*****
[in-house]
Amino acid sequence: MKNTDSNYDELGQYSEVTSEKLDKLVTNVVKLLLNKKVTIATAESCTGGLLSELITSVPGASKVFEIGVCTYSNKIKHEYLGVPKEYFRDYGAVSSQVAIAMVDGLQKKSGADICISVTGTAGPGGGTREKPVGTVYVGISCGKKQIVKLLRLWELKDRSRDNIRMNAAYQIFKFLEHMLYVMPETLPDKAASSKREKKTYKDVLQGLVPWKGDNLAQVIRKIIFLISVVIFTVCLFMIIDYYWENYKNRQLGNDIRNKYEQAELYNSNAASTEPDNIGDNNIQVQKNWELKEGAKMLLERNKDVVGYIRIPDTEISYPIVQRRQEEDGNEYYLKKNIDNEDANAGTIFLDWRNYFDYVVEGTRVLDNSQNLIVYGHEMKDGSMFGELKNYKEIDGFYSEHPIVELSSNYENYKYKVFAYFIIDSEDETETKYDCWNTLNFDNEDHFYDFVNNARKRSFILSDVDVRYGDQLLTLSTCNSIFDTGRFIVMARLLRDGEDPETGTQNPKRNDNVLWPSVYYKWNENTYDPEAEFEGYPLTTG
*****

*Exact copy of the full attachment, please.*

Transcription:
[in-house]
Amino acid sequence: MKNTDSNYDELGQYSEVTSEKLDKLVTNVVKLLLNKKVTIATAESCTGGLLSELITSVPGASKVFEIGVCTYSNKIKHEYLGVPKEYFRDYGAVSSQVAIAMVDGLQKKSGADICISVTGTAGPGGGTREKPVGTVYVGISCGKKQIVKLLRLWELKDRSRDNIRMNAAYQIFKFLEHMLYVMPETLPDKAASSKREKKTYKDVLQGLVPWKGDNLAQVIRKIIFLISVVIFTVCLFMIIDYYWENYKNRQLGNDIRNKYEQAELYNSNAASTEPDNIGDNNIQVQKNWELKEGAKMLLERNKDVVGYIRIPDTEISYPIVQRRQEEDGNEYYLKKNIDNEDANAGTIFLDWRNYFDYVVEGTRVLDNSQNLIVYGHEMKDGSMFGELKNYKEIDGFYSEHPIVELSSNYENYKYKVFAYFIIDSEDETETKYDCWNTLNFDNEDHFYDFVNNARKRSFILSDVDVRYGDQLLTLSTCNSIFDTGRFIVMARLLRDGEDPETGTQNPKRNDNVLWPSVYYKWNENTYDPEAEFEGYPLTTG